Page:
The Katikkiro Charles Peter Mayiga explained that the committee will examine the advantages that can be exploited by the Kingdom and the already existing cooperatives to ensure that the cooperative movement is strengthened within the Kingdom.
The Buganda Kingdom has resolved to set up a committee to
examine the merits of re-establishing cooperative unions in the central region.
The Katikkiro Charles Peter Mayiga says that their objective is to start
cooperative unions in the Kingdom but since they already have existing unions,
it may be useful to work with them and support each other as opposed to starting
new cooperative unions.
He explained that the committee will examine the advantages that can be
exploited by the Kingdom and the already existing cooperatives to ensure that
the cooperative movement is strengthened within the Kingdom.
According to Mayiga, the Kingdom will have the liaison committee in place by
end of next week and thereafter send out a communication to different
cooperatives including West-Mengo Cooperative Union, Masaka Cooperative Union,
Wamala Cooperative Union in Mityana and others.
He said that this combined effort will help boost production and marketing of
coffee in the world markets.
The Katikkiro made the revelation following a meeting with the administrators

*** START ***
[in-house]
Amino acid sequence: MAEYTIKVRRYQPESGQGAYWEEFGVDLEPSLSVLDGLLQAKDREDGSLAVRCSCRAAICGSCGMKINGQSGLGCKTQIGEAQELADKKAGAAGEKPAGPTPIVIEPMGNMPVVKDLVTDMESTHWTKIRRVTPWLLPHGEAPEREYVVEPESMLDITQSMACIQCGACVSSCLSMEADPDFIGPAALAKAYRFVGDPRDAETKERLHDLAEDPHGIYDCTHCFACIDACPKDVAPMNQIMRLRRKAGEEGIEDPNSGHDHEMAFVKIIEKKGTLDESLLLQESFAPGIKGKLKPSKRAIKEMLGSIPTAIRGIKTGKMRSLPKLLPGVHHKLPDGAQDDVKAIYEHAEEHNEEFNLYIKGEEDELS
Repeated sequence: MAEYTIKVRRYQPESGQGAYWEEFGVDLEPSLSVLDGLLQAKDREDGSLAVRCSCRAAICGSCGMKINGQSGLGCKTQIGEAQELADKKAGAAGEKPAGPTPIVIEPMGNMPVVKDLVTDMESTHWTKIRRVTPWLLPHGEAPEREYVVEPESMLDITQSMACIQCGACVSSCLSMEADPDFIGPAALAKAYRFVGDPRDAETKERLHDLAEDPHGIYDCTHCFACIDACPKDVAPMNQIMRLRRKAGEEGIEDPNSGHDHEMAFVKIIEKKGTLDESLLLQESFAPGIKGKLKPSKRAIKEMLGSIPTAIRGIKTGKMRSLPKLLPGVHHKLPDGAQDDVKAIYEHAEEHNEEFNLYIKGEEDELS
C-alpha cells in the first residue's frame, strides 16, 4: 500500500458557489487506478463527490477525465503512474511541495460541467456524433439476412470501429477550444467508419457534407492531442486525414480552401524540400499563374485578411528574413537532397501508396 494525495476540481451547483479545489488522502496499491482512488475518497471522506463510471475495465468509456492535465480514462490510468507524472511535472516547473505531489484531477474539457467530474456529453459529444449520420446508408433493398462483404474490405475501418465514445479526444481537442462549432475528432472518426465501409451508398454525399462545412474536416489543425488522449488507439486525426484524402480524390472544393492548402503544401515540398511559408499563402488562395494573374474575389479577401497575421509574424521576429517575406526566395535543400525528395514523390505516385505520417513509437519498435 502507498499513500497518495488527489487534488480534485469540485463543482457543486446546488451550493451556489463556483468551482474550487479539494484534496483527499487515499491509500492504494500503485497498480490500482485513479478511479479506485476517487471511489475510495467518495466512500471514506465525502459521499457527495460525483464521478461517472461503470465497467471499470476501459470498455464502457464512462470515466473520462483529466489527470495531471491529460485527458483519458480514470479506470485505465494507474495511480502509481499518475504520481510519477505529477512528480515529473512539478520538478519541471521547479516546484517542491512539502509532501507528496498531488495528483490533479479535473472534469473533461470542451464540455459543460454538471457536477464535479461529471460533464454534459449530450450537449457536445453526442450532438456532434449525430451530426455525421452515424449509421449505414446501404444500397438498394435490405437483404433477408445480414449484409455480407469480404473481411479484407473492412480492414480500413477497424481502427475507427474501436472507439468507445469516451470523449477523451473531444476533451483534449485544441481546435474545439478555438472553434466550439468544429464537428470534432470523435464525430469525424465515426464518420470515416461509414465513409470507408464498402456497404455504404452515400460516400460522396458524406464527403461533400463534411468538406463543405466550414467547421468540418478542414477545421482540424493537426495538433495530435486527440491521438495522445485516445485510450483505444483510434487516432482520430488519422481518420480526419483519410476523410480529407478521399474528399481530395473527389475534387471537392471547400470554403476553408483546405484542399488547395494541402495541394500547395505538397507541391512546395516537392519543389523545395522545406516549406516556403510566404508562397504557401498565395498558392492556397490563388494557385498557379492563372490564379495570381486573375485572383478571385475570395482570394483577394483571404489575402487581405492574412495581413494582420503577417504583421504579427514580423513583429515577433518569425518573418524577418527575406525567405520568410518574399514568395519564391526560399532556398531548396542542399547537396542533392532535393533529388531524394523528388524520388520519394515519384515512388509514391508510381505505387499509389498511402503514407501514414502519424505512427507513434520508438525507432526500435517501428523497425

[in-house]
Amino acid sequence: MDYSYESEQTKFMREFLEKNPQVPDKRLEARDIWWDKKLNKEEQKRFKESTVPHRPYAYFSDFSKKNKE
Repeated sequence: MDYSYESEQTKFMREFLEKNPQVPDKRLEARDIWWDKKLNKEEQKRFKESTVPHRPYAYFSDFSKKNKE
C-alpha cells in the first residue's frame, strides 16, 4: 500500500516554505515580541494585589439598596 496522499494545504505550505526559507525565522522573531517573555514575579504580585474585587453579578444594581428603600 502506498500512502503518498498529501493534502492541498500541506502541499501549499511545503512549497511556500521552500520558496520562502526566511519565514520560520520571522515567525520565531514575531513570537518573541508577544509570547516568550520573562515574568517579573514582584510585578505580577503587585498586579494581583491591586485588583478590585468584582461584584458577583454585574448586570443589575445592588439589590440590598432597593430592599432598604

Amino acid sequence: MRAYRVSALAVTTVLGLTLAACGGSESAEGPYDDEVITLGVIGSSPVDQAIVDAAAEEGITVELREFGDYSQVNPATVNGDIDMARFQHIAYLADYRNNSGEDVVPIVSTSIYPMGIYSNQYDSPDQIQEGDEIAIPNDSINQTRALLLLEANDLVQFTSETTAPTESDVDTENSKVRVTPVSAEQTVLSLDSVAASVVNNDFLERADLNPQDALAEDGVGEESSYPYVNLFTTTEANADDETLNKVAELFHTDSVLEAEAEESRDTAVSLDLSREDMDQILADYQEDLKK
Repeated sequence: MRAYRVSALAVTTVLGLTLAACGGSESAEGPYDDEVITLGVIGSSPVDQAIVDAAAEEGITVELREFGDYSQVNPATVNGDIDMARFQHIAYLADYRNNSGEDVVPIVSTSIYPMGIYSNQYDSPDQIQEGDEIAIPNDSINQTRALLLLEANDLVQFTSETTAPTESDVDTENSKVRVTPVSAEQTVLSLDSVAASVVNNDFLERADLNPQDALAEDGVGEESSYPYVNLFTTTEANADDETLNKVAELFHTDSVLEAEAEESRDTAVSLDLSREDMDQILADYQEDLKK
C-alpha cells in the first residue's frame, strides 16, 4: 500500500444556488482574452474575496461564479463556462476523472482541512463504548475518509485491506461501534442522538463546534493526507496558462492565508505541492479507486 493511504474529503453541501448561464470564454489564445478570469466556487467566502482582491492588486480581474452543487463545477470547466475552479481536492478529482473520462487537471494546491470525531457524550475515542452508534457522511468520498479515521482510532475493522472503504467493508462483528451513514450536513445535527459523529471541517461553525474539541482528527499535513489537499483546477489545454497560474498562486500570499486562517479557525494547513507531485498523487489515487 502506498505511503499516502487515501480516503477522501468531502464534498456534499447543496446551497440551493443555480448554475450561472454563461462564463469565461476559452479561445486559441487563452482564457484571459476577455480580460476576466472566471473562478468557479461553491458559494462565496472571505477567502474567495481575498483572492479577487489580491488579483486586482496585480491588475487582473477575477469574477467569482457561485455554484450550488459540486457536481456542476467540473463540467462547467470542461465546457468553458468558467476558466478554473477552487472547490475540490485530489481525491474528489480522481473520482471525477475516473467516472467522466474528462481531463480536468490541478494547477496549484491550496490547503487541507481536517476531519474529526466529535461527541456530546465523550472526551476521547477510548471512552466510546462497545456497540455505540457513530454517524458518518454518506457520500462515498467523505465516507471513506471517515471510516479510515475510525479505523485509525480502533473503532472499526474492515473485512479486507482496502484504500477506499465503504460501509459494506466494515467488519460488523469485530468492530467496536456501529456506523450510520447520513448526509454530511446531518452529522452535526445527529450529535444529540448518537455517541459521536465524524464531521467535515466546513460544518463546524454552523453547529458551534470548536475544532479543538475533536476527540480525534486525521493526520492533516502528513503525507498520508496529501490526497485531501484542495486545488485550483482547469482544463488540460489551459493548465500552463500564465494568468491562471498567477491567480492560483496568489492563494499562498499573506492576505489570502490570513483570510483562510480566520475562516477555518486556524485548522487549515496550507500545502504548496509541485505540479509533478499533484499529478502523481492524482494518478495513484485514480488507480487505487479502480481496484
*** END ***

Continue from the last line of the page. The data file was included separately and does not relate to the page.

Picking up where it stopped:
of Masaka Cooperative Union led by the Chairman Joseph Kavuma Mwanje who
briefed him about the different efforts taken to revamp the cooperative union.
English //Cue in: “in 2019, the…
Cue out:…the world market.”//
Luganda //Cue in: “ffe nga obwakabaka…
Cue out:…omusili gwemwanyi.”//
Last year during his 26th Coronation anniversary celebrations, the Kabaka of Buganda
Ronald Muwenda Mutebi II emphasized the importance of cooperatives in tackling
poverty and unemployment in the central region and Uganda calling upon people
to grow cash crops, especially coffee.
He said that with so many people complaining about poverty and unemployment,
resurrecting investment groups and cooperatives is one important way to help
improve household income. Kabaka Mutebi stated that Buganda has historically
led the way in savings and cooperative groups, with cotton and coffee-growing
farmers the backbone of Uganda’s economy.
“Farmers cooperatives first started in Uganda in Buganda in 1913. By the time
the colonialists came, we were already way ahead, growing coffee and cotton
that have been, and are still, the key to the economic growth of Uganda. I urge
everyone to continue growing coffee,” Kabaka said.
Mayiga now says that once fully revived, Cooperative Unions will help farmers
get better prices for their coffee, increase the country’s foreign exchange
earnings, promote good quality products among others.